00:44:27 <shachaf> https://en.wikipedia.org/wiki/M%C3%B6lkky
00:44:36 <shachaf> kmc can confirm that it's good
00:45:31 <valleypumpkin> oh that looks fun
00:46:00 <valleypumpkin> do you and kmc hang out much?
00:47:46 <Sgeo> http://paste.tclers.tk/2729
00:48:04 <shachaf> how much is much
00:49:11 <shachaf> `? marmite
00:49:14 <HackEgo> marmite? ¯\(°_o)/¯
00:49:14 <myndzi> |
00:49:14 <myndzi> o/`¯º
00:50:12 <oerjan> Phantom_Hoover: is 4 2 as i s7 rite
00:52:19 <oerjan> `learn Marmite is a group mind of fungal microorganisms spreading throughout the supermarkets of the Commonwealth.
00:52:24 <HackEgo> I knew that.
00:54:20 <oerjan> fungot: wait, what do you know about this.
00:54:21 <fungot> oerjan: or is it just me, or i: yet, you rogue! i'll be right.) still don't cut, and among the rafters. withel regarded it without the cod title on it hard to fiqure out what going, tough one. if we solve it,...
00:55:50 <kmc> is copumpkin in The Valley
00:58:36 -!- yorick has quit (Remote host closed the connection).
01:08:43 <valleypumpkin> nah
01:14:18 -!- valleypumpkin has changed nick to copumpkin.
01:18:40 <kmc> bummer
01:18:53 <kmc> we should invent a way to play mölkky over the internet
01:19:00 <kmc> build some kind of mölkky-bot
01:19:11 <shachaf> sounds like fun
01:19:21 <shachaf> but first you should make your own mölkky
01:20:01 <kmc> MYOM
01:36:00 * oerjan swats CallForJudgement for not knowing the alphabet -----###
01:38:43 * shachaf swaps oerjan for a good overlord
01:47:19 -!- augur has quit (Remote host closed the connection).
01:49:15 -!- SingingBoyo has joined.
02:08:43 <Sgeo> `run tclsh
02:08:44 <HackEgo> bash: tclsh: command not found
02:08:47 <Sgeo> bah
02:11:17 <Sgeo> Can I punch someone? http://stackoverflow.com/questions/18649855/tcl-how-substitution-occures-in-if-statement/18651365#18651365
02:16:03 <Bike> no
02:19:05 <CallForJudgement> oerjan: but there's more than one
02:19:08 <CallForJudgement> you can't expect me to know all of them
02:20:14 <Bike> «Sorry, but int tcl there is no difference between the string "0" and the value 0.» why, god
02:20:35 <CallForJudgement> Bike: there isn't in Perl either, it's not that much of a problem
02:20:47 <CallForJudgement> because strings and ints have entirely different operators for dealing with them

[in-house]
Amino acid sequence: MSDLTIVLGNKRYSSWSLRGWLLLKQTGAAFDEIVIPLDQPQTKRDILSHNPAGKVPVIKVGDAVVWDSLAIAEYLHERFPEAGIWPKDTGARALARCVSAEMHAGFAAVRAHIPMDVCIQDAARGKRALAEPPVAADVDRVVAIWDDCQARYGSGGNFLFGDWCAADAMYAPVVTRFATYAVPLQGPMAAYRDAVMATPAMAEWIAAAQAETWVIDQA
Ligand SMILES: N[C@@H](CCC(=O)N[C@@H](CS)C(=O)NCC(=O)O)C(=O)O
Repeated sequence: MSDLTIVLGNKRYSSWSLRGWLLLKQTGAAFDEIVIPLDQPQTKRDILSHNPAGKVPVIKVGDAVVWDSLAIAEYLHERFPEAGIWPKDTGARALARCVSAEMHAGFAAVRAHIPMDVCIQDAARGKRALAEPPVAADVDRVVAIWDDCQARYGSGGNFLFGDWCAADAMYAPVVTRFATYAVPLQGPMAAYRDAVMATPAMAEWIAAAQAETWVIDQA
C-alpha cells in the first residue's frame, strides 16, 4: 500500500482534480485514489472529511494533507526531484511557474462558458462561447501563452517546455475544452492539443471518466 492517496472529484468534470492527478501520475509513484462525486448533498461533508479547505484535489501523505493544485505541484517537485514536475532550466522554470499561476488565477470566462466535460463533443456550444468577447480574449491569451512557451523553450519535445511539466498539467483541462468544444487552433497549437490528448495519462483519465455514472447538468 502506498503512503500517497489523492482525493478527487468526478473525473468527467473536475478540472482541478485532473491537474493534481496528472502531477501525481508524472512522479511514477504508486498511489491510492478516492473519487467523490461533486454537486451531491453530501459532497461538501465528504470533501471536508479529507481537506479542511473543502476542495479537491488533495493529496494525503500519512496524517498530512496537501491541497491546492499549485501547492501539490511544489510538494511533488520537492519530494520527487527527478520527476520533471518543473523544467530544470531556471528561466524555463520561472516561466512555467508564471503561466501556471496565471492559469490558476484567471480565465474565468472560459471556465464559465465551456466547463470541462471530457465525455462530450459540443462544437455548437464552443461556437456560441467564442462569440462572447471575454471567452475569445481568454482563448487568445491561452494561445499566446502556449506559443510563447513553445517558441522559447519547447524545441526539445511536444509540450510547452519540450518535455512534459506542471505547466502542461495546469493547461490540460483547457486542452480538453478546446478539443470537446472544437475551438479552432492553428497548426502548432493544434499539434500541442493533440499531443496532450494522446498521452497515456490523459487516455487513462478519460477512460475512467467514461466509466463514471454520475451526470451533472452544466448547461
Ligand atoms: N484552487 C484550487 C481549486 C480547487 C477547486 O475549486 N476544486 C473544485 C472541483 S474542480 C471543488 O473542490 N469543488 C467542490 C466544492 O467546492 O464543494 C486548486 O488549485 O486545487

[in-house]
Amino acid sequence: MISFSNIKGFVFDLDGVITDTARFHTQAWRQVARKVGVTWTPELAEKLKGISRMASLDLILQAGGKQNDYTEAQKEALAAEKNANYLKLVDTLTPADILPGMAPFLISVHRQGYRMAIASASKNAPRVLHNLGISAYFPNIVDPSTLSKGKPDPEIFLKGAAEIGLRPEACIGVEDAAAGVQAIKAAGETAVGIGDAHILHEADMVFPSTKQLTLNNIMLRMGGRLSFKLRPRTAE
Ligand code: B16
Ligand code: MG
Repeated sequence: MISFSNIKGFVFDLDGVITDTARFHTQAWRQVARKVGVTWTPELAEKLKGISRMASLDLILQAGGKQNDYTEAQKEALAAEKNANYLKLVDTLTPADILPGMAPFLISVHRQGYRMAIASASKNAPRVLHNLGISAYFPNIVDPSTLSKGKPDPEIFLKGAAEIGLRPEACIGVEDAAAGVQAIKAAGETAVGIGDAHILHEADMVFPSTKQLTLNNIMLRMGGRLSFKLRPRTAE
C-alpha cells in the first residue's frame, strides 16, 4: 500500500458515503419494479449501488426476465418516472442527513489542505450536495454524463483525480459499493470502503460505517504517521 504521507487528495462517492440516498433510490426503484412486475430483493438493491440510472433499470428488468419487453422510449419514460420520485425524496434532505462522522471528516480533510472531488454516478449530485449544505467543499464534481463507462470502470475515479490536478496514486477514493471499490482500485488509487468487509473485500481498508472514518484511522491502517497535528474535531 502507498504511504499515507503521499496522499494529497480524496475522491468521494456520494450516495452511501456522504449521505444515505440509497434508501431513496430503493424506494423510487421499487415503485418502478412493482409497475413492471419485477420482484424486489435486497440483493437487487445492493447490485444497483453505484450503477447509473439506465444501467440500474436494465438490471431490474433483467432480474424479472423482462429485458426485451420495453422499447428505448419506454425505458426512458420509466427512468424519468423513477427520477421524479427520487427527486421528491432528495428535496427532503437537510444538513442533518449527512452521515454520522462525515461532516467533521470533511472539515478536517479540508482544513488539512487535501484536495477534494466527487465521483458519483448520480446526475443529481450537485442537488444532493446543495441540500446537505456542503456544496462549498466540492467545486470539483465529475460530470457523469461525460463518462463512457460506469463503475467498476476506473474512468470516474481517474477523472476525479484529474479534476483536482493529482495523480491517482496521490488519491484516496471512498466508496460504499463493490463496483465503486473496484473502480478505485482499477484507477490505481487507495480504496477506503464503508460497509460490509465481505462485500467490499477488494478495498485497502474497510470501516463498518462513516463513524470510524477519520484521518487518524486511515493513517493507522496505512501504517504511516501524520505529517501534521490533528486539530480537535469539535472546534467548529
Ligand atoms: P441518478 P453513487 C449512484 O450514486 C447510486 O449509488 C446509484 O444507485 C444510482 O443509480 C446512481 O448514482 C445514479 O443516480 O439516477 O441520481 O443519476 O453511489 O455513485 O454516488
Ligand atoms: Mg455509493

02:21:00 <Bike> are you god
02:21:03 <CallForJudgement> so if you use + it's interpreted as an int, and if you use . (string concatenation) it's interpreted as a string
02:21:05 <CallForJudgement> Bike: no
02:23:27 <Sgeo> Bike: Do you actually know any Tcl?
02:23:31 <oerjan> CallForJudgement: well i think your insistence that o is before n in the alphabet is very unconventional.
02:23:33 <Bike> no
02:23:58 <Sgeo> It's an interesting language in some ways. Not without its flaws, but still interesting
02:24:08 <CallForJudgement> Bike: if you really want something to complain at, it's that there's no distinction between strings and subroutines
02:24:55 <Sgeo> CallForJudgement: you mean between strings and code? Because if I store an argument and body in foo, I can't just call $foo. Wish I could
02:25:32 <CallForJudgement> Sgeo: err, yes
02:25:46 <CallForJudgement> or to put it another way, Tcl does everything with eval
02:26:18 <Sgeo> CallForJudgement: the eval thing is really what interests me about Tcl, but I'd prefer an eval that operates on stuff that has more information than strings do
02:26:25 <Sgeo> e.g. the way Rebol does things
02:26:37 <Bike> some kind of ""symbol"" eh
02:26:56 <CallForJudgement> why not an eval that operates on compiled code?
02:27:14 <Bike> anyway, does anyone know a verilog synthesisy thing i can use that isn't the heap i'm supposed to use for class
02:27:27 <Sgeo> Because constructing and rearranging compiled code from scratch is difficult?
02:27:34 <Bike> the build report has a table of contents. it goes on for pages
02:27:51 <Bike> for about... 15 lines
02:28:12 <CallForJudgement> Bike: sadly, verilog/VHDL synthesizers tend to be massively target-specific
02:28:14 <CallForJudgement> and suck
02:28:25 <Bike> fuck.
02:28:31 <CallForJudgement> there's Icarus Verilog, which is pretty good and non-sucky, but it needs plugins to target specific hardware
02:28:35 <CallForJudgement> rather than just compile to VHDL or the like
02:28:42 <CallForJudgement> and those probably aren't available
02:28:53 <CallForJudgement> btw, who manufactured your FPGA?